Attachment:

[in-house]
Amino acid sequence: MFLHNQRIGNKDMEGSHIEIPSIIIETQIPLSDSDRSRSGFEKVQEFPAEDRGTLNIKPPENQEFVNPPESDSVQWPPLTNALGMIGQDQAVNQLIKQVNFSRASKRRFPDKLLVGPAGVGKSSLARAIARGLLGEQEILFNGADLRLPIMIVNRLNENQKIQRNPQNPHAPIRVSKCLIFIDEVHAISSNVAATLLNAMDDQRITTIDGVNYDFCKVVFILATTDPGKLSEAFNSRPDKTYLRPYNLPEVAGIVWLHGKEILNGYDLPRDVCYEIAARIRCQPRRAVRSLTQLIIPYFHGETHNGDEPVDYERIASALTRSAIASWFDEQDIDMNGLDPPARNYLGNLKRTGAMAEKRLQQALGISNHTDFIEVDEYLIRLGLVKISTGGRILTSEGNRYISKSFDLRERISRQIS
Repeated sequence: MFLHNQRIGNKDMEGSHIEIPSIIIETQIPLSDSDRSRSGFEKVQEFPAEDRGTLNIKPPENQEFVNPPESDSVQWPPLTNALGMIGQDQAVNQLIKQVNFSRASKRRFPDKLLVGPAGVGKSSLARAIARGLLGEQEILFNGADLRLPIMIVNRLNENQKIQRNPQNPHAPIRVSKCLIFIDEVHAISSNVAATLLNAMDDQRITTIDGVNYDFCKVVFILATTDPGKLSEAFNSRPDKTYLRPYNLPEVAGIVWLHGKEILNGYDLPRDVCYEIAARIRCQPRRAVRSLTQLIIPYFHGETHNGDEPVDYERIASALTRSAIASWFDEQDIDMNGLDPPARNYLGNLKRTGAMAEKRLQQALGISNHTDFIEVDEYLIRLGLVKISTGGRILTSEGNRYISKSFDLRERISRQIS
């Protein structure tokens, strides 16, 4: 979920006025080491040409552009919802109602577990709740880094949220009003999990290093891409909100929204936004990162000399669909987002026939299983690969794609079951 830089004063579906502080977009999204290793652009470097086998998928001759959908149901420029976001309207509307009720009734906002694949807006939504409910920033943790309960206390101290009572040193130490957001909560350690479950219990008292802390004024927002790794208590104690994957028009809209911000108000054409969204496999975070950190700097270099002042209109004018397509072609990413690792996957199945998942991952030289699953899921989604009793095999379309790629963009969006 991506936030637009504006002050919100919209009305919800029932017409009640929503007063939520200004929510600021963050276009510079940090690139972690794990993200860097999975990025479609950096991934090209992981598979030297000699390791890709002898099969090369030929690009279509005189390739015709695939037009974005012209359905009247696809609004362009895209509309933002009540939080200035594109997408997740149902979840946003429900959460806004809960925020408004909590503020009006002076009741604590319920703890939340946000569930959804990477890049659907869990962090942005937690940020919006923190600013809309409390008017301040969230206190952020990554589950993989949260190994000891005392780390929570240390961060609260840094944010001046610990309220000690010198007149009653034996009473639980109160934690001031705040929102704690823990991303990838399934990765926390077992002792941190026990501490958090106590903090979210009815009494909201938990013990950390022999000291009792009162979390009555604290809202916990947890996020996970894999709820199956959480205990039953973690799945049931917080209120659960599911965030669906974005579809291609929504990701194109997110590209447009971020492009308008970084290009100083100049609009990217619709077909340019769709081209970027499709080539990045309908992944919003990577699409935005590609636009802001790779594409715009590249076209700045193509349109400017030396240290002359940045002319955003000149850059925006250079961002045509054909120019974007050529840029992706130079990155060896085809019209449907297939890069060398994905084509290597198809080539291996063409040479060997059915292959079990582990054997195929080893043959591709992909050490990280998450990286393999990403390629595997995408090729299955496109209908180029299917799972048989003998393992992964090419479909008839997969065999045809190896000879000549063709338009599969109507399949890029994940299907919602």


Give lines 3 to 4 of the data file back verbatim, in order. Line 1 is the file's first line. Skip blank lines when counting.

Repeated sequence: MFLHNQRIGNKDMEGSHIEIPSIIIETQIPLSDSDRSRSGFEKVQEFPAEDRGTLNIKPPENQEFVNPPESDSVQWPPLTNALGMIGQDQAVNQLIKQVNFSRASKRRFPDKLLVGPAGVGKSSLARAIARGLLGEQEILFNGADLRLPIMIVNRLNENQKIQRNPQNPHAPIRVSKCLIFIDEVHAISSNVAATLLNAMDDQRITTIDGVNYDFCKVVFILATTDPGKLSEAFNSRPDKTYLRPYNLPEVAGIVWLHGKEILNGYDLPRDVCYEIAARIRCQPRRAVRSLTQLIIPYFHGETHNGDEPVDYERIASALTRSAIASWFDEQDIDMNGLDPPARNYLGNLKRTGAMAEKRLQQALGISNHTDFIEVDEYLIRLGLVKISTGGRILTSEGNRYISKSFDLRERISRQIS
């Protein structure tokens, strides 16, 4: 979920006025080491040409552009919802109602577990709740880094949220009003999990290093891409909100929204936004990162000399669909987002026939299983690969794609079951 830089004063579906502080977009999204290793652009470097086998998928001759959908149901420029976001309207509307009720009734906002694949807006939504409910920033943790309960206390101290009572040193130490957001909560350690479950219990008292802390004024927002790794208590104690994957028009809209911000108000054409969204496999975070950190700097270099002042209109004018397509072609990413690792996957199945998942991952030289699953899921989604009793095999379309790629963009969006 991506936030637009504006002050919100919209009305919800029932017409009640929503007063939520200004929510600021963050276009510079940090690139972690794990993200860097999975990025479609950096991934090209992981598979030297000699390791890709002898099969090369030929690009279509005189390739015709695939037009974005012209359905009247696809609004362009895209509309933002009540939080200035594109997408997740149902979840946003429900959460806004809960925020408004909590503020009006002076009741604590319920703890939340946000569930959804990477890049659907869990962090942005937690940020919006923190600013809309409390008017301040969230206190952020990554589950993989949260190994000891005392780390929570240390961060609260840094944010001046610990309220000690010198007149009653034996009473639980109160934690001031705040929102704690823990991303990838399934990765926390077992002792941190026990501490958090106590903090979210009815009494909201938990013990950390022999000291009792009162979390009555604290809202916990947890996020996970894999709820199956959480205990039953973690799945049931917080209120659960599911965030669906974005579809291609929504990701194109997110590209447009971020492009308008970084290009100083100049609009990217619709077909340019769709081209970027499709080539990045309908992944919003990577699409935005590609636009802001790779594409715009590249076209700045193509349109400017030396240290002359940045002319955003000149850059925006250079961002045509054909120019974007050529840029992706130079990155060896085809019209449907297939890069060398994905084509290597198809080539291996063409040479060997059915292959079990582990054997195929080893043959591709992909050490990280998450990286393999990403390629595997995408090729299955496109209908180029299917799972048989003998393992992964090419479909008839997969065999045809190896000879000549063709338009599969109507399949890029994940299907919602």